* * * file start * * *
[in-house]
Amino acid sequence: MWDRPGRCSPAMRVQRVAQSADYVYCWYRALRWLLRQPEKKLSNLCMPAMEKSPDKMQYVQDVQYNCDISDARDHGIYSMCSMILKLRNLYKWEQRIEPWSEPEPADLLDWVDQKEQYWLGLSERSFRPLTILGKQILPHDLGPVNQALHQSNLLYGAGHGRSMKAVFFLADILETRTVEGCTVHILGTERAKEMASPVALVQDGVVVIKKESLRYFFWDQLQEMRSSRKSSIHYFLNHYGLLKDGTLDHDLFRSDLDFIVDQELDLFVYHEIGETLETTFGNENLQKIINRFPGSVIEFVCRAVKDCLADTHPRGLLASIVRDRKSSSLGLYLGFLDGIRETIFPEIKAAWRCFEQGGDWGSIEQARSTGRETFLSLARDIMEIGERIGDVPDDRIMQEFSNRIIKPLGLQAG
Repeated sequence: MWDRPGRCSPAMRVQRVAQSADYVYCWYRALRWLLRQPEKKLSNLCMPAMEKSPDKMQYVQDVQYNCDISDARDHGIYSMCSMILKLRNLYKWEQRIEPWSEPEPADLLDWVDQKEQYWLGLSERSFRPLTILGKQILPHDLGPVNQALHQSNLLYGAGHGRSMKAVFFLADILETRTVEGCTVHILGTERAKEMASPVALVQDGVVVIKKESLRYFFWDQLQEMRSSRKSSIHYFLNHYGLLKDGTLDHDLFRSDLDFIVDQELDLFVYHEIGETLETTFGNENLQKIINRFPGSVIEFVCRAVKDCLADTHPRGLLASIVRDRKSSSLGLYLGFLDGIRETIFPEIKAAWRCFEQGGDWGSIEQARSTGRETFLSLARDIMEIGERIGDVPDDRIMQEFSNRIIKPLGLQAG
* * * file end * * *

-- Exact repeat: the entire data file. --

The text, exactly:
[in-house]
Amino acid sequence: MWDRPGRCSPAMRVQRVAQSADYVYCWYRALRWLLRQPEKKLSNLCMPAMEKSPDKMQYVQDVQYNCDISDARDHGIYSMCSMILKLRNLYKWEQRIEPWSEPEPADLLDWVDQKEQYWLGLSERSFRPLTILGKQILPHDLGPVNQALHQSNLLYGAGHGRSMKAVFFLADILETRTVEGCTVHILGTERAKEMASPVALVQDGVVVIKKESLRYFFWDQLQEMRSSRKSSIHYFLNHYGLLKDGTLDHDLFRSDLDFIVDQELDLFVYHEIGETLETTFGNENLQKIINRFPGSVIEFVCRAVKDCLADTHPRGLLASIVRDRKSSSLGLYLGFLDGIRETIFPEIKAAWRCFEQGGDWGSIEQARSTGRETFLSLARDIMEIGERIGDVPDDRIMQEFSNRIIKPLGLQAG
Repeated sequence: MWDRPGRCSPAMRVQRVAQSADYVYCWYRALRWLLRQPEKKLSNLCMPAMEKSPDKMQYVQDVQYNCDISDARDHGIYSMCSMILKLRNLYKWEQRIEPWSEPEPADLLDWVDQKEQYWLGLSERSFRPLTILGKQILPHDLGPVNQALHQSNLLYGAGHGRSMKAVFFLADILETRTVEGCTVHILGTERAKEMASPVALVQDGVVVIKKESLRYFFWDQLQEMRSSRKSSIHYFLNHYGLLKDGTLDHDLFRSDLDFIVDQELDLFVYHEIGETLETTFGNENLQKIINRFPGSVIEFVCRAVKDCLADTHPRGLLASIVRDRKSSSLGLYLGFLDGIRETIFPEIKAAWRCFEQGGDWGSIEQARSTGRETFLSLARDIMEIGERIGDVPDDRIMQEFSNRIIKPLGLQAG